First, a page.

Last week, two of my female colleagues returned from their trips with really high fever. On going to the doctor, both of them were diagnosed with severe UTIs and ended up getting hospitalised.
The incident sparked a discussion in office about the problem of urinary tract infections and how, thanks to the supremely sanitary toilets in our country, women have to go through the ordeal frequently and unnecessarily.
Prompted by the experiences of these girls and also my own from a few years back, I wanted to pen down the measures I take to prevent contracting UTIs while I'm travelling or generally in life. These tips and tricks have helped me keep the infection at bay for the past five years. It is a little extra effort, but definitely much better than spending days in the hospital, consuming antibiotics.
1. Using the Indian-style toilet wherever possible
Indian-style commodes are way more hygienic than western commodes because they don't include contact of skin with the toilet bowl. A lot of remote places in India still use these, making it easier to find one for yourself.
2. Make it a rule to never let your skin touch public toilets
I thought this was a no-brainer but apparently a lot of women don't know how to pee without sitting. I found out after talking to my best friend who ends up getting UTIs very frequently. The easiest way to do this is to do a half-squat (chair pose) without touching the toilet bowl and peeing. It takes a little bit of practice, but is a really useful skill.
3. If you can't hover-and-pee, carry a pee-buddy
The pee-buddy device is probably the single most revolutionary device created for women. It allows you to urinate while standing without the fear of contracting infections. The original device is made of cardboard and is for a single-time use, making it all the more hygienic. However, a number of other brands have now come out with silicone versions as well, which are more sturdy and don't leak from the sides.
The pee-buddy is a life saver and should be a must-carry item on your travel essentials' list.
4. Form a hygiene routine to use public bathrooms and stick to it
This might sound a little extreme, but it is essential for bathrooms that either get a lot of footfall (trains, airports) or are not cleaned as frequently (dhabas, roadside loos).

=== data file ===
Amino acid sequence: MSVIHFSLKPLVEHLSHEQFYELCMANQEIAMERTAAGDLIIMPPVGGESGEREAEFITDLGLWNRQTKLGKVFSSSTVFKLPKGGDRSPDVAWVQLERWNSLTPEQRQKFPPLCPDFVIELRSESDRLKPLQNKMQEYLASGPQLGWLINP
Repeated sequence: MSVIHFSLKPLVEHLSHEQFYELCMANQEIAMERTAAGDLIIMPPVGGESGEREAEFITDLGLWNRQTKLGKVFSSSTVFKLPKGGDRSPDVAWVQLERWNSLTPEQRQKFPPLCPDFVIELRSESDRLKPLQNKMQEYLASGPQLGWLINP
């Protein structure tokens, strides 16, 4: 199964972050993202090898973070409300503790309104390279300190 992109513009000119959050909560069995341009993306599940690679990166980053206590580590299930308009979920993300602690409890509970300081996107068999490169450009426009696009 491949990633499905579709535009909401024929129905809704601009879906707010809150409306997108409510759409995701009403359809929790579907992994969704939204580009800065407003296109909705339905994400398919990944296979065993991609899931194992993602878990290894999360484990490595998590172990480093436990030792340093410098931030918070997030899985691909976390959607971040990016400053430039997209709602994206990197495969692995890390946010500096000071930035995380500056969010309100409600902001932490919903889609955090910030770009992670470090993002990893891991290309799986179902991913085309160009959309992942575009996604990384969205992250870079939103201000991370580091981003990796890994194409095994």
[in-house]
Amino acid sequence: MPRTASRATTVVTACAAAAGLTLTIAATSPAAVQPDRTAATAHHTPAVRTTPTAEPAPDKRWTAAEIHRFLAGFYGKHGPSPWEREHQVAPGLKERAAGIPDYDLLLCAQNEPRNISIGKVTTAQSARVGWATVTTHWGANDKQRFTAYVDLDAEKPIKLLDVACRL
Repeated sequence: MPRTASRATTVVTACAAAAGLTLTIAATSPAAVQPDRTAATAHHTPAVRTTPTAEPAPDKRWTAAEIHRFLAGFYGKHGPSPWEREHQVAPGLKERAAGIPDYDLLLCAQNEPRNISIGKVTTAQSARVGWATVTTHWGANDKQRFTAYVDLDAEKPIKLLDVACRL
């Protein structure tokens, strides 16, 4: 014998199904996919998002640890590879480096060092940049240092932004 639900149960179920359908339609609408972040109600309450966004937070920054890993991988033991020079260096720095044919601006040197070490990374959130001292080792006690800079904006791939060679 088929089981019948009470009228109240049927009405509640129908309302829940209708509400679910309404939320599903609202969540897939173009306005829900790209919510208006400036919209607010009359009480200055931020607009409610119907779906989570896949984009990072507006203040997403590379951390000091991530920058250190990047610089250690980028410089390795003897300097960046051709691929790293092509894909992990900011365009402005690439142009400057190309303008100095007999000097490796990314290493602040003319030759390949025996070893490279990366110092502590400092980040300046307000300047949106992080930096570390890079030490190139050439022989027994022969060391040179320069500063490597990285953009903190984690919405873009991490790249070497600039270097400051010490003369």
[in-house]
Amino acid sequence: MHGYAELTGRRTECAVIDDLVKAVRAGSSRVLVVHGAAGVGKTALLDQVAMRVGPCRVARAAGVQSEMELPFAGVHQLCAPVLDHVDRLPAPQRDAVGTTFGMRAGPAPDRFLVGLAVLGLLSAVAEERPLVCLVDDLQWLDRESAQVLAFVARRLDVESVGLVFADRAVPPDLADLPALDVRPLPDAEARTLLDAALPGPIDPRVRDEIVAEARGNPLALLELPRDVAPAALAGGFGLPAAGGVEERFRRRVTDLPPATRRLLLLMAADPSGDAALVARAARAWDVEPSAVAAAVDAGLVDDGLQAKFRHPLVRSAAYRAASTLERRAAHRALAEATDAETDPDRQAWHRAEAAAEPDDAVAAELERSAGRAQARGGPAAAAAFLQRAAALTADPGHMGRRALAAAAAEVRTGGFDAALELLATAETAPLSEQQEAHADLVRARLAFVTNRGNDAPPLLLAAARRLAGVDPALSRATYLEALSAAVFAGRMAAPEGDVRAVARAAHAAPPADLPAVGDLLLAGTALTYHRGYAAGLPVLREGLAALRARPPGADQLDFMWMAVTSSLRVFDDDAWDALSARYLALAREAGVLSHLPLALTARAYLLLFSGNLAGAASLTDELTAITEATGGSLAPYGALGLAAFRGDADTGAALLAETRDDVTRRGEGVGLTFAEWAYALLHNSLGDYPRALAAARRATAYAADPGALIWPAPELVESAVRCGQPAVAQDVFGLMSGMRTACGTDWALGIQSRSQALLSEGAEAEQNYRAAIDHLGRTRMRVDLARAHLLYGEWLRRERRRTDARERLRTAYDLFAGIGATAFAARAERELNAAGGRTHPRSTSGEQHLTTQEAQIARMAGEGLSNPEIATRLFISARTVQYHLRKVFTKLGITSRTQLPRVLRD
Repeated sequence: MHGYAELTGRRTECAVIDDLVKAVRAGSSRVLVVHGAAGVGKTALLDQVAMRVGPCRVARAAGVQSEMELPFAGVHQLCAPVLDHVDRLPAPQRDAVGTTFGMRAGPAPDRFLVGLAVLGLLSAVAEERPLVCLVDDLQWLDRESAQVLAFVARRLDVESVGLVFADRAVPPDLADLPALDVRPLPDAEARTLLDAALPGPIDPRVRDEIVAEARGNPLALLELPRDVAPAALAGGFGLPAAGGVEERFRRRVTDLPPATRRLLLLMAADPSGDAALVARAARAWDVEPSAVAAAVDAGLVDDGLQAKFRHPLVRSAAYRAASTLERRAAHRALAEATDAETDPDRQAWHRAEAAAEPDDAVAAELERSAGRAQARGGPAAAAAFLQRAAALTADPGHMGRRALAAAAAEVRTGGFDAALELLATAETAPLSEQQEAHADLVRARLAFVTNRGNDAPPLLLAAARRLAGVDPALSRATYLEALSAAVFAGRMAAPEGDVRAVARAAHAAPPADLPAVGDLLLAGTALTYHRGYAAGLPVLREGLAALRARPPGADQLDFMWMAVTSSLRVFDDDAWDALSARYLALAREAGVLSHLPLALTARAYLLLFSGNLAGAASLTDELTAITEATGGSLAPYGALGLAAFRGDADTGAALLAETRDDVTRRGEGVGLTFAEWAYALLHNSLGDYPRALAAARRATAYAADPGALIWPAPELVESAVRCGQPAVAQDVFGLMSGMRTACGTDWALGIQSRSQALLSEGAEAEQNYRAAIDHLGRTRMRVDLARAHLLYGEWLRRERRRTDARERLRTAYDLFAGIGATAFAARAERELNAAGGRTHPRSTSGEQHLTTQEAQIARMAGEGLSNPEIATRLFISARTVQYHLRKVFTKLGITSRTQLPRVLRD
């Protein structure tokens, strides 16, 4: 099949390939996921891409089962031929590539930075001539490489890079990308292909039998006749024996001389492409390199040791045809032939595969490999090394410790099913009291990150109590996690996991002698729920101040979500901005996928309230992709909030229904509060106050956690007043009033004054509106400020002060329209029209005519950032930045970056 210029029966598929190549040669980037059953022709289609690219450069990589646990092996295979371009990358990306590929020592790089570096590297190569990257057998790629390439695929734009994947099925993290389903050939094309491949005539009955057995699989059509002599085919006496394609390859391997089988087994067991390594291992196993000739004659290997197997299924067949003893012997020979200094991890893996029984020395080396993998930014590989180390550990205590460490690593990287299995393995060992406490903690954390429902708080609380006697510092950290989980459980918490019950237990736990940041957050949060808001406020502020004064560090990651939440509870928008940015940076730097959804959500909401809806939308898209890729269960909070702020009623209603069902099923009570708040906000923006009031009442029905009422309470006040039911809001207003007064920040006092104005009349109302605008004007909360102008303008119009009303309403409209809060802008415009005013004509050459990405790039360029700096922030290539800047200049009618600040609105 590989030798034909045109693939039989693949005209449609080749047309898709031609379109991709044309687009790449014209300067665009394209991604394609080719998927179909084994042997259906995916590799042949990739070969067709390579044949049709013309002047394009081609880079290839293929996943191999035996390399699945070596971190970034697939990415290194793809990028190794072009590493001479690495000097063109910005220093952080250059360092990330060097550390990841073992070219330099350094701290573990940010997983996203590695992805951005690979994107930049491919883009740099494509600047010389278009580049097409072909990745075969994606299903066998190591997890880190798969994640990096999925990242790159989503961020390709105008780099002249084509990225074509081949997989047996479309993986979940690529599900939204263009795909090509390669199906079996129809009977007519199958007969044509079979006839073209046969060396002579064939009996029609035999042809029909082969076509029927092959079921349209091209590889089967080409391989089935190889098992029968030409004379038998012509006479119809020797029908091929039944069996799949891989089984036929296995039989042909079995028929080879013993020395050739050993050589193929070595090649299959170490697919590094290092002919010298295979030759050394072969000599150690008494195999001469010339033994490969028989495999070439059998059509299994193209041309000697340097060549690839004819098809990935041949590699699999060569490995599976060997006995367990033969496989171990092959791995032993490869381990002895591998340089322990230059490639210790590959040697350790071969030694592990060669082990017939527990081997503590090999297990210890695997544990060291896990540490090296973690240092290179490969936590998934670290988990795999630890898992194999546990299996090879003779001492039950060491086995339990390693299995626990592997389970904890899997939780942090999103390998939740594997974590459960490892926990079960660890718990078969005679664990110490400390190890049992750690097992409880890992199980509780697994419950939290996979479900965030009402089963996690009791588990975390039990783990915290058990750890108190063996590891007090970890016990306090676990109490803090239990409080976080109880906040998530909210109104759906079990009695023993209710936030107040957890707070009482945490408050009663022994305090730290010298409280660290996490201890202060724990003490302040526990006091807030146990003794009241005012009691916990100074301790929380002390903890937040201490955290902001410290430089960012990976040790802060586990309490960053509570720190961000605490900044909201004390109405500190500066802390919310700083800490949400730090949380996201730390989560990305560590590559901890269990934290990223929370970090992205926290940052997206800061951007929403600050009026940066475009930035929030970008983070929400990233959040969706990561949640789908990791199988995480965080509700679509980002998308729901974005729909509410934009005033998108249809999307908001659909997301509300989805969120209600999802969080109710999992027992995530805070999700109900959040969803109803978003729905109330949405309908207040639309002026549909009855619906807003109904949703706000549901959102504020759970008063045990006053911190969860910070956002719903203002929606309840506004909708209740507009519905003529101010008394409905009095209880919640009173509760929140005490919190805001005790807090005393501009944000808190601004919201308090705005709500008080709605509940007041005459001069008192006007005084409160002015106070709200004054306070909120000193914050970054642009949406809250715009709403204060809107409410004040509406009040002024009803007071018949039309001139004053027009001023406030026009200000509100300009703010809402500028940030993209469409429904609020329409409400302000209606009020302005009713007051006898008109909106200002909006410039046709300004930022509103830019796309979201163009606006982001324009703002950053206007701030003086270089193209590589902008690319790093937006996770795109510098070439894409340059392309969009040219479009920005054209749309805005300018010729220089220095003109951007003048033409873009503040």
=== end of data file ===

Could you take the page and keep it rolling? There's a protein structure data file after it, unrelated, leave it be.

I usually carry a tissue or paper towel, which I use to hold anything in the loo that requires me to touch with bare hands(door handle, latch, flush, etc.). These are usually the least frequently cleaned areas of the loo and if you expect everyone to touch outside surfaces with clean hands, you are so mistaken. Once I am done with my business, I flush and open the door using the same tissue and wash my hands at a sink outside the loo or sanitise using dettol if a sink is not available.
5. Avoid using water jets/hand showers in public loos
Unless you can't do without it, avoid using the water dispensers in public bathrooms. In fact, if the water is stored in buckets, avoid using that too. Such containers are usually a breeding ground for bacteria. My mom once got a UTI from using bucket water in a dhaba bathroom.
Carry fragrance-free wet wipes instead. These also come in extremely handy if you're menstruating.
6. Always use breathable, cotton underwear
Cotton underwear is the best choice when travelling. The natural fabric is breathable and therefore keeps the skin dry. For most people it is not allergy-causing. Synthetic fabrics or even silk can trap moisture and become a breeding ground for bacteria very easily. Apart from UTIs, this can also lead to fungal or yeast infections that are not a very pleasant experience.
7. Use panty liners
I don't recommend using these on a daily basis as they're not the best for the environment. But they're a life saver when travelling. I use organic ones to avoid my nether regions being exposed to harmful chemicals, but you can use the regular ones too. One liner usually lasts a good 5-6 hours and prevents any sort of moisture from soaking your undergarments, keeping the area dry and therefore free of germs. A lot of times, a dirty underwear is also responsible for causing UTIs. Changing the pantyliner twice a day usually keeps me sorted for the entire day.
8. Don't let your guard down in hotel bathrooms either
Despite how clean and shiny they look, hotel bathrooms can be extremely unsanitary. Usually housekeepers use one single washcloth or brush to clean the bathrooms in several rooms, leading to transfer of germs.
Always, always sanitise your hotel toilet bowl and sink before using. I carry a small bottle of Dettol for this and usually drizzle it all over the pot and sink before using.
9. Always carry your own towel
A friend of mine ended up contracting herpes from using an unclean hotel towel. Now I am not saying this is a frequent occurrence, but it's always ideal to keep yourself safe. Usually hotel laundry takes place in large batches and might not end up being the best or cleanest experience.
10. Take Vitamin C supplements regularly
While this is a great lifestyle choice, it becomes really important while travelling. The bacteria that cause UTIs don't do well in acidic environments and taking vitamin C supplements makes urine more acidic, thereby preventing UTIs from the inside.
Ready to get, set, go girls? Do you have any other UTI-preventing tips that I don't know of? Please share in the comments or write a whole new article about your knowledge and experience.